Lunch-time: A primate enjoys food prepared for it in a basket. VNS Photo Le Huong

Nadler has not only found success in preserving primates, he found his family in Vietnam as well.

With Hien, his assistant at the beginning of the project, Nadler has set up a happy family and now has two sons.

Yet their marriage has not been as easy as running the centre due to the 31-year-gap in their ages.

“My parents and relatives did not agree until my father retired and my relatives found a letter written by my grandfather predicting that I would get married to a foreigner,” Hien said.

In the year 2,000, they married in a simple ceremony in Dresden, Germany, following an engagement ceremony in Vietnam.

"My two sons love painting," she said. "It is a talent inherited from their father’s family. They also enjoy studying nature.

“On our holidays, we often visit forests and parks in Vietnam, Thailand and other neighbouring countries to explore nature,” she said.

Since 2016, Nadler and Hien have gradually transferred part of their tasks to other colleagues at the centre.

The centre now has 28 staff, a communications specialist, a volunteer co-ordinator, a foreign head keeper and one director. The main financial sources are from international organisations and zoos.

“The difference between conservation work in Germany and Vietnam is that in Germany it is funded by the government and national donors, such as companies and institutions,” said Nadler, “While in Vietnam, the biggest financial source for conservation work in Vietnam comes from abroad.

The director of the centre, Sonya Prosser, said she thought Nadler had achieved a lot. “Without his work, the Delacours langur would most probably be extinct. He had the foresight to breed the animals he rescued, where most rescue centres do not.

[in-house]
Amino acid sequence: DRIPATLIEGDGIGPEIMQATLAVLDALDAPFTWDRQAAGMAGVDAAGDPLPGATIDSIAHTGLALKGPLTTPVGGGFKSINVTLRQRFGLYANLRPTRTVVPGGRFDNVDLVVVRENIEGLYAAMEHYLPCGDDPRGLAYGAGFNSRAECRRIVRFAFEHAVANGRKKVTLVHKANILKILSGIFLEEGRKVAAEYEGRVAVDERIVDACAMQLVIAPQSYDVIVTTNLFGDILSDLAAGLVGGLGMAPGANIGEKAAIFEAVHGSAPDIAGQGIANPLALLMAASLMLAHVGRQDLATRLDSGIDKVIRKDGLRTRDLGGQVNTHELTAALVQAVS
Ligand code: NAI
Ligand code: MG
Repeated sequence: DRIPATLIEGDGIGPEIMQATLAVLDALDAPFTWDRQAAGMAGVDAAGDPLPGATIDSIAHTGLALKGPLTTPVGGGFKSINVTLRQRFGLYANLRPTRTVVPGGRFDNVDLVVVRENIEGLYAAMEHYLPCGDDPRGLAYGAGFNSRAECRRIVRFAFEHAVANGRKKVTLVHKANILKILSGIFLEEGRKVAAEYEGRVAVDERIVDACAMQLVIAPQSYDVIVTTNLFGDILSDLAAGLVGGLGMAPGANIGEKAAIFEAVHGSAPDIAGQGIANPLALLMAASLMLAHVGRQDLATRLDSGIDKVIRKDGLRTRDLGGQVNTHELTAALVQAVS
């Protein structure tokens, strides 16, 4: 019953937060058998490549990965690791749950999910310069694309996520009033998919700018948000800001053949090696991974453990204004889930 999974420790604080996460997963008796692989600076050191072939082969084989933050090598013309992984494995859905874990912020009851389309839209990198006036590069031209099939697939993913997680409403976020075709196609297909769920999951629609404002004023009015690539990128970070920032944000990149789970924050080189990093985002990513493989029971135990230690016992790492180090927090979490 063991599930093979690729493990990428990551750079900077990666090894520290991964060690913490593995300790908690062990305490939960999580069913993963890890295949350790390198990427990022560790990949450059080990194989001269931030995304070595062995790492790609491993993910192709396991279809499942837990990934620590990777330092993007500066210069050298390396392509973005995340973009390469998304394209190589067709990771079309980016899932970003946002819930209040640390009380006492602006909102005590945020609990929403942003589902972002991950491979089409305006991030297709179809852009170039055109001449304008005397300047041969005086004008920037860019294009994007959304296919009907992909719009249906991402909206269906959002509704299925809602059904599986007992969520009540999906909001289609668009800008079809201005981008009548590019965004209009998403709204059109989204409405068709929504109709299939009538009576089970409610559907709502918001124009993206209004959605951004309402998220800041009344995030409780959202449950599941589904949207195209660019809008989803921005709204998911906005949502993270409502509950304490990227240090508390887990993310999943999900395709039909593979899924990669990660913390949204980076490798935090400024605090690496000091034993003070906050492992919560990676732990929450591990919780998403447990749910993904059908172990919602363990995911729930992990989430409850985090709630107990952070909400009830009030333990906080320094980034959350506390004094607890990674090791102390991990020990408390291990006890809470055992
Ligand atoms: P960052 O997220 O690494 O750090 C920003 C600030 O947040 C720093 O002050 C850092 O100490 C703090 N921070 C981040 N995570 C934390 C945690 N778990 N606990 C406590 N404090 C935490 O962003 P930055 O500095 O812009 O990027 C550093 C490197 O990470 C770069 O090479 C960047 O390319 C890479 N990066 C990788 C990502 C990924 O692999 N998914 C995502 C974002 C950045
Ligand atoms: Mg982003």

“This work is important for these species as it provides biologists with opportunities to study to animals, which better equips them for conserving the animals.

“It also creates a population for re-introduction into empty areas. I think the centre, under Nadler’s management provided a great source of data for researchers in many fields over its 23 years of operation,” she said.

She believes now is the time for Vietnamese people to feel a sense of ownership of the EPRC.

“Nadler has been caring for it, but it’s time for the Vietnamese people to own it,” she said, “This means taking responsibilities for what is happening to local wildlife.”

Prosser suggested the centre generate its own running costs. Leipzig Zoo is a great support, financially - and also in attempting to reach a similar vision.

“If the centre can cover its own running costs, then all additional donations or support can go directly towards education, research, re-introduction programmes. Current staff will be given opportunities to develop a career path if they desire, which in turn will grow the centre’s capacity.” 


Up close: Tourists can have a close look at the animals. VNS Photo Le Huong


Check-up: A baby primate is weighed and measured. VNS Photo Viet Thanh


Loving: Baby primates are taken with great care. VNS Photo Viet Thanh

Source: VNS